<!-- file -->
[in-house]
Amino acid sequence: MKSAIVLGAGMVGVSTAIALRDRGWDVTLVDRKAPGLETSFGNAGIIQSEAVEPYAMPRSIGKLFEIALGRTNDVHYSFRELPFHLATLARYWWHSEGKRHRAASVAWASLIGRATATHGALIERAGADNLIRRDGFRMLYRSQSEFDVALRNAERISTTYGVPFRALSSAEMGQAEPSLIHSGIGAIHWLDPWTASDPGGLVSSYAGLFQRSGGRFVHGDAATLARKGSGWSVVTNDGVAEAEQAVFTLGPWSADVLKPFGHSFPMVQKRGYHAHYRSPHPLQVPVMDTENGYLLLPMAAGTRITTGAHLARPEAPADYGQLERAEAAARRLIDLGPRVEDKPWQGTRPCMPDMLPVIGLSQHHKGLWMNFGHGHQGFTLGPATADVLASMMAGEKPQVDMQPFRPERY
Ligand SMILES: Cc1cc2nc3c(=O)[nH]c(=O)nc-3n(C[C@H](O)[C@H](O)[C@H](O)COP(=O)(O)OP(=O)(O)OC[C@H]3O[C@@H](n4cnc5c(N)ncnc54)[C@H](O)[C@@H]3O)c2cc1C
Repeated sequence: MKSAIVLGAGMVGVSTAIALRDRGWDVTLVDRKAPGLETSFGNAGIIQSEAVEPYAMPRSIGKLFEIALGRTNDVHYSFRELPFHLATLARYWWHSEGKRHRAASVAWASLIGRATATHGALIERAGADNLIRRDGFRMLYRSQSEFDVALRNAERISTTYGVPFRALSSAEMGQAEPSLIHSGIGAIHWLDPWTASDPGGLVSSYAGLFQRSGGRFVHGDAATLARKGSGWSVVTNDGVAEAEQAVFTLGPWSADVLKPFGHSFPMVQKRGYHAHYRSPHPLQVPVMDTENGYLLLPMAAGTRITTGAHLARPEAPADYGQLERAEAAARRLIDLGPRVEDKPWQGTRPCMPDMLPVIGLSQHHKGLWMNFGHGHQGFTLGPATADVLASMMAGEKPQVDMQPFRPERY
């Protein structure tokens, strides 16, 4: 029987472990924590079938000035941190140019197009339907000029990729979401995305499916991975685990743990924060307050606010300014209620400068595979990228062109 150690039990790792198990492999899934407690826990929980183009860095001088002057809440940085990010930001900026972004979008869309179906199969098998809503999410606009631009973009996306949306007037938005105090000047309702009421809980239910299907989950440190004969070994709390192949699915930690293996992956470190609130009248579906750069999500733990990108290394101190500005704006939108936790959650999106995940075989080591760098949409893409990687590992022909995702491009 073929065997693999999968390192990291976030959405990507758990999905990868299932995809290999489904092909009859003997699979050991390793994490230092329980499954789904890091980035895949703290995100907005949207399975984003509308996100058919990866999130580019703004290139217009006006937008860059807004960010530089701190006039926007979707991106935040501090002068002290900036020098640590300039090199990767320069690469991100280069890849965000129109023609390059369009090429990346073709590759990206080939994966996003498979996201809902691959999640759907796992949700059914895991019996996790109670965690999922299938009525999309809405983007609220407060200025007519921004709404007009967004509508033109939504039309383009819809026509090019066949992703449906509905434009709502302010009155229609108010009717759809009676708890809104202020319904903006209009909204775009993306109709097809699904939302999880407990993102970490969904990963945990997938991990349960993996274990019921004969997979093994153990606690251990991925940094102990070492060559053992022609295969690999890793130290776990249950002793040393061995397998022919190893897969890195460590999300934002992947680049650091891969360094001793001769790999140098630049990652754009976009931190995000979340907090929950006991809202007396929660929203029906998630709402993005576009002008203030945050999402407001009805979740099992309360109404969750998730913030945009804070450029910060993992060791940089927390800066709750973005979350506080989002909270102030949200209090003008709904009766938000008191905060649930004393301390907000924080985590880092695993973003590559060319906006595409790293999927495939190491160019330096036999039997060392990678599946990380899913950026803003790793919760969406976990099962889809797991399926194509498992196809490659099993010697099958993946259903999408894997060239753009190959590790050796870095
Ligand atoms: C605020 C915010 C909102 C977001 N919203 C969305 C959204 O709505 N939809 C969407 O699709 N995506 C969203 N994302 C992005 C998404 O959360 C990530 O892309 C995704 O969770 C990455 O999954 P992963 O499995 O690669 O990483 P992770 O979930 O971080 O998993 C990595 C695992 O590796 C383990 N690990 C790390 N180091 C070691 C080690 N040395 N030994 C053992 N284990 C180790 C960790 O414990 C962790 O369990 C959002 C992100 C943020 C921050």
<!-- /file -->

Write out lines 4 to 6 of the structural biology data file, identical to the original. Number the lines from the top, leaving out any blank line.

Repeated sequence: MKSAIVLGAGMVGVSTAIALRDRGWDVTLVDRKAPGLETSFGNAGIIQSEAVEPYAMPRSIGKLFEIALGRTNDVHYSFRELPFHLATLARYWWHSEGKRHRAASVAWASLIGRATATHGALIERAGADNLIRRDGFRMLYRSQSEFDVALRNAERISTTYGVPFRALSSAEMGQAEPSLIHSGIGAIHWLDPWTASDPGGLVSSYAGLFQRSGGRFVHGDAATLARKGSGWSVVTNDGVAEAEQAVFTLGPWSADVLKPFGHSFPMVQKRGYHAHYRSPHPLQVPVMDTENGYLLLPMAAGTRITTGAHLARPEAPADYGQLERAEAAARRLIDLGPRVEDKPWQGTRPCMPDMLPVIGLSQHHKGLWMNFGHGHQGFTLGPATADVLASMMAGEKPQVDMQPFRPERY
């Protein structure tokens, strides 16, 4: 029987472990924590079938000035941190140019197009339907000029990729979401995305499916991975685990743990924060307050606010300014209620400068595979990228062109 150690039990790792198990492999899934407690826990929980183009860095001088002057809440940085990010930001900026972004979008869309179906199969098998809503999410606009631009973009996306949306007037938005105090000047309702009421809980239910299907989950440190004969070994709390192949699915930690293996992956470190609130009248579906750069999500733990990108290394101190500005704006939108936790959650999106995940075989080591760098949409893409990687590992022909995702491009 073929065997693999999968390192990291976030959405990507758990999905990868299932995809290999489904092909009859003997699979050991390793994490230092329980499954789904890091980035895949703290995100907005949207399975984003509308996100058919990866999130580019703004290139217009006006937008860059807004960010530089701190006039926007979707991106935040501090002068002290900036020098640590300039090199990767320069690469991100280069890849965000129109023609390059369009090429990346073709590759990206080939994966996003498979996201809902691959999640759907796992949700059914895991019996996790109670965690999922299938009525999309809405983007609220407060200025007519921004709404007009967004509508033109939504039309383009819809026509090019066949992703449906509905434009709502302010009155229609108010009717759809009676708890809104202020319904903006209009909204775009993306109709097809699904939302999880407990993102970490969904990963945990997938991990349960993996274990019921004969997979093994153990606690251990991925940094102990070492060559053992022609295969690999890793130290776990249950002793040393061995397998022919190893897969890195460590999300934002992947680049650091891969360094001793001769790999140098630049990652754009976009931190995000979340907090929950006991809202007396929660929203029906998630709402993005576009002008203030945050999402407001009805979740099992309360109404969750998730913030945009804070450029910060993992060791940089927390800066709750973005979350506080989002909270102030949200209090003008709904009766938000008191905060649930004393301390907000924080985590880092695993973003590559060319906006595409790293999927495939190491160019330096036999039997060392990678599946990380899913950026803003790793919760969406976990099962889809797991399926194509498992196809490659099993010697099958993946259903999408894997060239753009190959590790050796870095
Ligand atoms: C605020 C915010 C909102 C977001 N919203 C969305 C959204 O709505 N939809 C969407 O699709 N995506 C969203 N994302 C992005 C998404 O959360 C990530 O892309 C995704 O969770 C990455 O999954 P992963 O499995 O690669 O990483 P992770 O979930 O971080 O998993 C990595 C695992 O590796 C383990 N690990 C790390 N180091 C070691 C080690 N040395 N030994 C053992 N284990 C180790 C960790 O414990 C962790 O369990 C959002 C992100 C943020 C921050």